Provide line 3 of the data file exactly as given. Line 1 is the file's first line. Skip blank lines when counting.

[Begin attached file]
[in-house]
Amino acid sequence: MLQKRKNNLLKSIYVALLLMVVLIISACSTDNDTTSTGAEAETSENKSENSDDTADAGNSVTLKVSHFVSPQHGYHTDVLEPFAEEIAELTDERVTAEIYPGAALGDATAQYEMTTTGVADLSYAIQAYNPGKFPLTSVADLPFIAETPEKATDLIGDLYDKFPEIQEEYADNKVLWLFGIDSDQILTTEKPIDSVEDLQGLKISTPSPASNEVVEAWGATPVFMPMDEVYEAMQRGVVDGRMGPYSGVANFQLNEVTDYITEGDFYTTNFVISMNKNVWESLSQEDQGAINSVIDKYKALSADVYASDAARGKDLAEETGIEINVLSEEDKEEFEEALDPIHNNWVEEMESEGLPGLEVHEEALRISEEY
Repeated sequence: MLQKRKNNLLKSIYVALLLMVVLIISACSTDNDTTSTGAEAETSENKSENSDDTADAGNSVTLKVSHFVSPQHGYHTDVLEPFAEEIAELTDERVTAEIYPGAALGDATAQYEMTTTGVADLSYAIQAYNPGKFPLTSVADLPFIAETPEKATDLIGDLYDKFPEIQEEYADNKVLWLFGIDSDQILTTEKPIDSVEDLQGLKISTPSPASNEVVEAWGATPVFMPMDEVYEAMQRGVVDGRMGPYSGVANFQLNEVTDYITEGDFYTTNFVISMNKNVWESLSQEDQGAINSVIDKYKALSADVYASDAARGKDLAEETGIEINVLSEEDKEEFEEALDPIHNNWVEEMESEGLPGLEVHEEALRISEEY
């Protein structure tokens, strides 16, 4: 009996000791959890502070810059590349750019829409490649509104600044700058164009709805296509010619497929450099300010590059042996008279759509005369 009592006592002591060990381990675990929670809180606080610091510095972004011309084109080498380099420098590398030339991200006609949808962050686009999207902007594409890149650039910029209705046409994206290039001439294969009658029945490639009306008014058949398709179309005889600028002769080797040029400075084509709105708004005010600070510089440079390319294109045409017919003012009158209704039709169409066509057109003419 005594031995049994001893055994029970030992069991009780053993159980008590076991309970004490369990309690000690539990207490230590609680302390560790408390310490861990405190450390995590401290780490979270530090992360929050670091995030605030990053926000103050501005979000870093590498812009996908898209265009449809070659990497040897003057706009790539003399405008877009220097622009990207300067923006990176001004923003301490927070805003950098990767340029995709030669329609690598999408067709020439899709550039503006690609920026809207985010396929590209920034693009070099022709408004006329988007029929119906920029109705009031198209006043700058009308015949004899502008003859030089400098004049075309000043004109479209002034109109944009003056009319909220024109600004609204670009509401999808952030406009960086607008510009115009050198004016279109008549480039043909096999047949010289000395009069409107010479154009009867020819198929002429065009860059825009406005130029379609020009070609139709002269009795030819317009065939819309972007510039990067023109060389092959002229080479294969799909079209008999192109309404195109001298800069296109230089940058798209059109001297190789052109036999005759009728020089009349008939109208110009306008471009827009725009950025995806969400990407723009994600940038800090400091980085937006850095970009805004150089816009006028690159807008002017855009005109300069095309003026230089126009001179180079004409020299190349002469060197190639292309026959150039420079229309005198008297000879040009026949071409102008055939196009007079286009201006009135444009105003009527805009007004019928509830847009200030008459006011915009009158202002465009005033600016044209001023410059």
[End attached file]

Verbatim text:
Repeated sequence: MLQKRKNNLLKSIYVALLLMVVLIISACSTDNDTTSTGAEAETSENKSENSDDTADAGNSVTLKVSHFVSPQHGYHTDVLEPFAEEIAELTDERVTAEIYPGAALGDATAQYEMTTTGVADLSYAIQAYNPGKFPLTSVADLPFIAETPEKATDLIGDLYDKFPEIQEEYADNKVLWLFGIDSDQILTTEKPIDSVEDLQGLKISTPSPASNEVVEAWGATPVFMPMDEVYEAMQRGVVDGRMGPYSGVANFQLNEVTDYITEGDFYTTNFVISMNKNVWESLSQEDQGAINSVIDKYKALSADVYASDAARGKDLAEETGIEINVLSEEDKEEFEEALDPIHNNWVEEMESEGLPGLEVHEEALRISEEY